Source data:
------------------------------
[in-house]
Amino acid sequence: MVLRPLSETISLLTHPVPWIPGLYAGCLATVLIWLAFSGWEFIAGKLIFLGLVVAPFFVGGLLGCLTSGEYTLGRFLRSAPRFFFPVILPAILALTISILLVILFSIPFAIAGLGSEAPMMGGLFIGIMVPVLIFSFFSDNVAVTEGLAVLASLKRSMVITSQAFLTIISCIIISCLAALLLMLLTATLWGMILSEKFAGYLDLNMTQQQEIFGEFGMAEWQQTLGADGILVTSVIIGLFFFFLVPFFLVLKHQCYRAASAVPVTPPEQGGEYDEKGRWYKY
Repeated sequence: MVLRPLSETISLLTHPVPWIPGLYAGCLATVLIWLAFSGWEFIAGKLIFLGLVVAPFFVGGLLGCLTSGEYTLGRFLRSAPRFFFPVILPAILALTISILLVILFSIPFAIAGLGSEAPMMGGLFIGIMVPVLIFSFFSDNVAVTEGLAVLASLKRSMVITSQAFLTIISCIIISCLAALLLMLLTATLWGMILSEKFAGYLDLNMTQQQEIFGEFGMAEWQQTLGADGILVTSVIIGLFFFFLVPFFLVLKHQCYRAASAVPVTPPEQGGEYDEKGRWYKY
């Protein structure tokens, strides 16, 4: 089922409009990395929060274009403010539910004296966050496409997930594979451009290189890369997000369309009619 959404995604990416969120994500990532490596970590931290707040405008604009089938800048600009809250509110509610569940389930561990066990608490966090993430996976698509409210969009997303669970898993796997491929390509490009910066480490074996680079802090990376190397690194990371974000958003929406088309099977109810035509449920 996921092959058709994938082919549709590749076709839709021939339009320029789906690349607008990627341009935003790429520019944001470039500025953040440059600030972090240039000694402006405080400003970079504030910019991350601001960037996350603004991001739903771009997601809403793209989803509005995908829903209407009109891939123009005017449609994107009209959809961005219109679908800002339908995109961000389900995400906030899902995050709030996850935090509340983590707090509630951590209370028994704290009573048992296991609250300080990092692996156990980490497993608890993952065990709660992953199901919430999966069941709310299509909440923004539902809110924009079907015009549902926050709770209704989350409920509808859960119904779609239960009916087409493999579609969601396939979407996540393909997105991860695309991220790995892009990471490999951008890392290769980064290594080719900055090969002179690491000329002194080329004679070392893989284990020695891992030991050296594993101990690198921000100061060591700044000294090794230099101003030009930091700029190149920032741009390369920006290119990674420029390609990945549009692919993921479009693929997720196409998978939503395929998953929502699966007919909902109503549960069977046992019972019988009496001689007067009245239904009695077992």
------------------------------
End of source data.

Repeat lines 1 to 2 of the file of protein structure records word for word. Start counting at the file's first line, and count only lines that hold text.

[in-house]
Amino acid sequence: MVLRPLSETISLLTHPVPWIPGLYAGCLATVLIWLAFSGWEFIAGKLIFLGLVVAPFFVGGLLGCLTSGEYTLGRFLRSAPRFFFPVILPAILALTISILLVILFSIPFAIAGLGSEAPMMGGLFIGIMVPVLIFSFFSDNVAVTEGLAVLASLKRSMVITSQAFLTIISCIIISCLAALLLMLLTATLWGMILSEKFAGYLDLNMTQQQEIFGEFGMAEWQQTLGADGILVTSVIIGLFFFFLVPFFLVLKHQCYRAASAVPVTPPEQGGEYDEKGRWYKY